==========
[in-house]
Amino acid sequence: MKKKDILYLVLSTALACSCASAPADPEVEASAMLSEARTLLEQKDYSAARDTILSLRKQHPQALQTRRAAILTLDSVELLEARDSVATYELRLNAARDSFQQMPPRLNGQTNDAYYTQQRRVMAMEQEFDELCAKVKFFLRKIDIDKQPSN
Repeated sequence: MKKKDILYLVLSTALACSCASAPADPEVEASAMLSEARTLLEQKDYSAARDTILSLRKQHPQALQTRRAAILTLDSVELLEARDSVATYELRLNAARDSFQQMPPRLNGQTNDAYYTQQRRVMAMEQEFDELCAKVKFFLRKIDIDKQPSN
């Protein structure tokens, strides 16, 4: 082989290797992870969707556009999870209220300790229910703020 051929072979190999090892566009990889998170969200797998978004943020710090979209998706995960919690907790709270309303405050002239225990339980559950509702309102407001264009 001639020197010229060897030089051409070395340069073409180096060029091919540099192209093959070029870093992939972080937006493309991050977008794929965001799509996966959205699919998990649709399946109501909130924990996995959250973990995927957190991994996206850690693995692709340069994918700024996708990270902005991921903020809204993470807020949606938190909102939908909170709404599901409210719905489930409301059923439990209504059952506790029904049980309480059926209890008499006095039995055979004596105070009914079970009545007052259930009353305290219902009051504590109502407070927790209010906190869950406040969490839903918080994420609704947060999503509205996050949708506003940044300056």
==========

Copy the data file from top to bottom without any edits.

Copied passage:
[in-house]
Amino acid sequence: MKKKDILYLVLSTALACSCASAPADPEVEASAMLSEARTLLEQKDYSAARDTILSLRKQHPQALQTRRAAILTLDSVELLEARDSVATYELRLNAARDSFQQMPPRLNGQTNDAYYTQQRRVMAMEQEFDELCAKVKFFLRKIDIDKQPSN
Repeated sequence: MKKKDILYLVLSTALACSCASAPADPEVEASAMLSEARTLLEQKDYSAARDTILSLRKQHPQALQTRRAAILTLDSVELLEARDSVATYELRLNAARDSFQQMPPRLNGQTNDAYYTQQRRVMAMEQEFDELCAKVKFFLRKIDIDKQPSN
């Protein structure tokens, strides 16, 4: 082989290797992870969707556009999870209220300790229910703020 051929072979190999090892566009990889998170969200797998978004943020710090979209998706995960919690907790709270309303405050002239225990339980559950509702309102407001264009 001639020197010229060897030089051409070395340069073409180096060029091919540099192209093959070029870093992939972080937006493309991050977008794929965001799509996966959205699919998990649709399946109501909130924990996995959250973990995927957190991994996206850690693995692709340069994918700024996708990270902005991921903020809204993470807020949606938190909102939908909170709404599901409210719905489930409301059923439990209504059952506790029904049980309480059926209890008499006095039995055979004596105070009914079970009545007052259930009353305290219902009051504590109502407070927790209010906190869950406040969490839903918080994420609704947060999503509205996050949708506003940044300056």